There were twelve of us travelling with Richard Baxter's Birding Tours Australia, including his son Damien. More than half of us were in the 800 club. I knew it would be an absolute privilege to spend eleven days with some of Australia's top birders.
Eight of us were from Victoria. We met at Melbourne airport early in the morning. We were to fly to Brisbane, then on to Port Moresby. Our plan was to apply for our visas together, and, if necessary, assist each other through the bureaucracy.
I'm told it is unwise to go grocery shopping when you are hungry. You buy more food than you need. I think I should probably not write a posting here when I am feeling particularly pleased with myself, as I am right now. This morning I saw a Pacific Koel on my morning walk: a new bird for my annual list. You could expect that anything I wrote at the moment would be seen through rose-coloured glasses. Please bear this in mind: my report is more positive than I felt at the time. There was nothing positive about my trip to the Coral Sea.
Our flights to Brisbane, then Port Moresby, were uneventful. Our trepidation about our entry visas proved quite unnecessary. Our passports were stamped in routine fashion, and together we boarded the courtesy bus to the Ela Beach hotel.
My room overlooked a building site. We were informed that this was our taxes at work. A future APEC meeting in Port Moresby required that Australia construct a venue. Naturally. Where else but Ela Beach?
That afternoon we visited the local supermarket to purchase alcohol and snacks for the trip. Richard had ordered taxis. When they didn't arrive, we took the hotel's courtesy bus. I didn't take any local currency, but I had no trouble buying alcohol with my credit card. In my ignorance, I thought I would not need any snacks.
The boat we were to sail on had been changed four times. It didn't make much difference to us. We hadn't seen any of these proposed vessels. In the end we sailed on M. V. Surveyor. Remarkably, the next morning, we boarded on time, and sailed at 7 a.m.
When we arrived at the dock, the first issue that confronted me was how to board the vessel. I always have trouble getting on and off boats. Usually I rely on help from strong men. On this occasion I was horrified to see the shaky gangplank with no handrails. I might have met my match. Others skipped across the gangplank quite happily. Clearly, any trepidation was my fault. I soon figured that the only way to board the boat was to hang on to Damien and not look down. I let Irena go first. That's me, standing in front of the bus, looking anxious and wondering whether I was capable of getting onto the boat.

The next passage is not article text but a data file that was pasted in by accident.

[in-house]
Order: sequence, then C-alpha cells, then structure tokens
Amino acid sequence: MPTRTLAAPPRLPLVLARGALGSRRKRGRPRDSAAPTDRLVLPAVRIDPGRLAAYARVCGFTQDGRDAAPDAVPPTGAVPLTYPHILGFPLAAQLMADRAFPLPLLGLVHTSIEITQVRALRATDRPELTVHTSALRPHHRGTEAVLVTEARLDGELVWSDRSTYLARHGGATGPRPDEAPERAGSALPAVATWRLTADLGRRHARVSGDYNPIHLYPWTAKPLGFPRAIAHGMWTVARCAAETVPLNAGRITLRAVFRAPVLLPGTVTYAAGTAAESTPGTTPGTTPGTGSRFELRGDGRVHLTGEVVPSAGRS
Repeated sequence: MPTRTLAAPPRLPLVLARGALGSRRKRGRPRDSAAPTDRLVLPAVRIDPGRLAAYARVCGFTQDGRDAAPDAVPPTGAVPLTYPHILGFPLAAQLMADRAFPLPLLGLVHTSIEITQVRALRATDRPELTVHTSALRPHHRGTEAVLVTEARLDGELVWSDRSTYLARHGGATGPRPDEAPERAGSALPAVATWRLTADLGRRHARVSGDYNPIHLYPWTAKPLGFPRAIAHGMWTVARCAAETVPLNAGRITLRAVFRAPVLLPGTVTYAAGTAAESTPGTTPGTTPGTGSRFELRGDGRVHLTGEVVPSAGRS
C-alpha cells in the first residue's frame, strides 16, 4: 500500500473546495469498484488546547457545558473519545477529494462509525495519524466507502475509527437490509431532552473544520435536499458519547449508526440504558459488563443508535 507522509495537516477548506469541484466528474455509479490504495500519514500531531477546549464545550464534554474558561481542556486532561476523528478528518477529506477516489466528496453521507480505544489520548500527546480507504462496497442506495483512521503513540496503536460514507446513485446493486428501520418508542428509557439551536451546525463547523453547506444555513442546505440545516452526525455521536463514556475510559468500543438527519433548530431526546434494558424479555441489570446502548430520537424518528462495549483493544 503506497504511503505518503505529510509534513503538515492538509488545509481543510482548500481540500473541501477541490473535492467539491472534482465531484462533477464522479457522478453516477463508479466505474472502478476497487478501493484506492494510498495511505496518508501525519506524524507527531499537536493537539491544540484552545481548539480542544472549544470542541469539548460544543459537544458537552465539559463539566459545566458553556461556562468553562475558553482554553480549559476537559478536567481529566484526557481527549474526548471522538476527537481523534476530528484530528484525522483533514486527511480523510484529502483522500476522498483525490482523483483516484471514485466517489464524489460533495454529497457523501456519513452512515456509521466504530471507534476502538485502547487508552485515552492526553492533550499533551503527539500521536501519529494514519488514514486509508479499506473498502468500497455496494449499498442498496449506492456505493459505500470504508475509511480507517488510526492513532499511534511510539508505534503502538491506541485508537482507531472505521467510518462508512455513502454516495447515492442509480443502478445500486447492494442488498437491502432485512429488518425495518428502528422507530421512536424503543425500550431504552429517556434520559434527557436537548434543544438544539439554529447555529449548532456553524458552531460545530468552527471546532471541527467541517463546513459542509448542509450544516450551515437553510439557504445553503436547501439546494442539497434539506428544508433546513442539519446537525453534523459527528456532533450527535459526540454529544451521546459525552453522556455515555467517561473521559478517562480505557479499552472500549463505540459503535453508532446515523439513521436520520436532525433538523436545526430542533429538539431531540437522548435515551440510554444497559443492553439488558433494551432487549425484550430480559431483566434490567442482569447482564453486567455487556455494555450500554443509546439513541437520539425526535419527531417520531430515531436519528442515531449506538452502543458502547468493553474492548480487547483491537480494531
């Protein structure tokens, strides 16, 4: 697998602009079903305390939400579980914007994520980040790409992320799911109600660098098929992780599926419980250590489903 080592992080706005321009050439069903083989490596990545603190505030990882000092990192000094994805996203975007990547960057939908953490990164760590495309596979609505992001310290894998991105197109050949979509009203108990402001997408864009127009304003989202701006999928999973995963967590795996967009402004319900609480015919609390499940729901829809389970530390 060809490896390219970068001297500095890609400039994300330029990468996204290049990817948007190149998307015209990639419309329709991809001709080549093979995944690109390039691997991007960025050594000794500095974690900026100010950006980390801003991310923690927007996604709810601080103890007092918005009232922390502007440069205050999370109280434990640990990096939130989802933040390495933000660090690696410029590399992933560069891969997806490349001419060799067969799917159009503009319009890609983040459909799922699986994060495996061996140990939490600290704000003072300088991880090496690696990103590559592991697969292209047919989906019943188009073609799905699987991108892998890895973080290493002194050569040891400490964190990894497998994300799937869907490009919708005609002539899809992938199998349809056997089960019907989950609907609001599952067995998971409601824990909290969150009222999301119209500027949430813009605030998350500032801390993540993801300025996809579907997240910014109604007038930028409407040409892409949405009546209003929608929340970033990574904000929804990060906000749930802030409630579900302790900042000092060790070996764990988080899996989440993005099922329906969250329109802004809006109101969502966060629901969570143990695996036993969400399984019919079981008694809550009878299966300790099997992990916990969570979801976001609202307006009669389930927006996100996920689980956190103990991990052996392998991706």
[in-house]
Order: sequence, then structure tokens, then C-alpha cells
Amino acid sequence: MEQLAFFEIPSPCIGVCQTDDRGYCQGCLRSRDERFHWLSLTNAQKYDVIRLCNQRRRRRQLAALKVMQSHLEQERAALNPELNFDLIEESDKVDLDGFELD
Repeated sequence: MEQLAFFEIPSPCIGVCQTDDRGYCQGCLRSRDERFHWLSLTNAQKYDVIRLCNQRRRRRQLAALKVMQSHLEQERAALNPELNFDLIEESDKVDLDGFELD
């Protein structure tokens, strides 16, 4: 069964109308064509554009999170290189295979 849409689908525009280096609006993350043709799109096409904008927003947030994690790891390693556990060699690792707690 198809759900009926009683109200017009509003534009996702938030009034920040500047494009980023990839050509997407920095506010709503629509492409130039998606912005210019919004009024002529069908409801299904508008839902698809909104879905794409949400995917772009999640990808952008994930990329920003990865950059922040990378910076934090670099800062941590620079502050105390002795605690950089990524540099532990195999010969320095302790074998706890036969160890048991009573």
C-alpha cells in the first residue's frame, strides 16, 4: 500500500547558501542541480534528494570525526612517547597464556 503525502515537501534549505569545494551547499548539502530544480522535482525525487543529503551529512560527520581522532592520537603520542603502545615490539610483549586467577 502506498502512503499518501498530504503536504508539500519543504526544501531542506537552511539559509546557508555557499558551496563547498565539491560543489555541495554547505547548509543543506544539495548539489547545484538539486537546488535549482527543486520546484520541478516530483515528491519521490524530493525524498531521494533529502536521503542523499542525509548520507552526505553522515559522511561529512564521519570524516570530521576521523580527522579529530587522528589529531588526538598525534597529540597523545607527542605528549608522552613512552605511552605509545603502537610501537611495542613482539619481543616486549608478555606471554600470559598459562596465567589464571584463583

|Boarding M.V. Surveyor, photo by Jenny Spry|
Of course I did manage to get onto the boat. Thanks to Damien. I don't think I could have done it without him.
The boat was not comfortable. Accommodation was not great. We sat on plastic chairs, which walked across the deck as the boat moved. Between us, we managed to ruin at least three during the trip. There were 13 of us. Even before we'd broken any, there were not 13 chairs. The upper deck gave great views, but was far too mobile for me. And there was nothing to hang on to. I spent most time on the main deck, where there was some shade, at some hours of the day.
And I should mention the food. The boat had been informed (twice) that I was vegetarian. Instead of saying that they could not cater for vegetarians, they simply ignored this advice. For meat eaters, I don't suppose the food was all that bad. True, there was no orange juice for breakfast and the only coffee looked like International Roast. The only fruit was one pineapple we were given for breakfast on about day seven. Three times we were not fed lunch. Once, the cook was seasick. The other times he simply couldn't be bothered. The crew (eight of them, no less!) were fed out the back, while we went hungry. For me, the lowlight was being given a toasted beetroot and lettuce sandwich for lunch. This happened twice.
As I say, we left at 7 a.m. on Wednesday. We arrived in Australian waters at 6.39 a.m. on Thursday. We saw our first Australian bird at 9.45 a.m. Appropriately, it was a Wedge-tailed Shearwater.
This is the route we took.
|Thanks to Graham Barwell for this image.|